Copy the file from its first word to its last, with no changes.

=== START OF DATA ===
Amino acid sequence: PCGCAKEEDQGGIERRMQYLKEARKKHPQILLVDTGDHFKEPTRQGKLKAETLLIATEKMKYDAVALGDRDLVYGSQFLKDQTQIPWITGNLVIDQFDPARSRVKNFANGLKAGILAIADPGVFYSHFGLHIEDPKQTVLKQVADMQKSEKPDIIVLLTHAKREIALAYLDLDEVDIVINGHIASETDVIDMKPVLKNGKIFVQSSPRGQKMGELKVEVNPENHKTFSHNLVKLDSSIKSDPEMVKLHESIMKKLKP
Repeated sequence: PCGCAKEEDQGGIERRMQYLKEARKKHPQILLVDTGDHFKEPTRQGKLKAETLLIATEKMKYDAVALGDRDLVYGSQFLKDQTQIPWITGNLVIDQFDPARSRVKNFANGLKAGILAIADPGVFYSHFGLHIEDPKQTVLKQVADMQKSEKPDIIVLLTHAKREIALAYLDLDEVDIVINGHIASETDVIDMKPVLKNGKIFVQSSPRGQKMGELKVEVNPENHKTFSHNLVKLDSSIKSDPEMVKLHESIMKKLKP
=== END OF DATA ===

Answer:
Amino acid sequence: PCGCAKEEDQGGIERRMQYLKEARKKHPQILLVDTGDHFKEPTRQGKLKAETLLIATEKMKYDAVALGDRDLVYGSQFLKDQTQIPWITGNLVIDQFDPARSRVKNFANGLKAGILAIADPGVFYSHFGLHIEDPKQTVLKQVADMQKSEKPDIIVLLTHAKREIALAYLDLDEVDIVINGHIASETDVIDMKPVLKNGKIFVQSSPRGQKMGELKVEVNPENHKTFSHNLVKLDSSIKSDPEMVKLHESIMKKLKP
Repeated sequence: PCGCAKEEDQGGIERRMQYLKEARKKHPQILLVDTGDHFKEPTRQGKLKAETLLIATEKMKYDAVALGDRDLVYGSQFLKDQTQIPWITGNLVIDQFDPARSRVKNFANGLKAGILAIADPGVFYSHFGLHIEDPKQTVLKQVADMQKSEKPDIIVLLTHAKREIALAYLDLDEVDIVINGHIASETDVIDMKPVLKNGKIFVQSSPRGQKMGELKVEVNPENHKTFSHNLVKLDSSIKSDPEMVKLHESIMKKLKP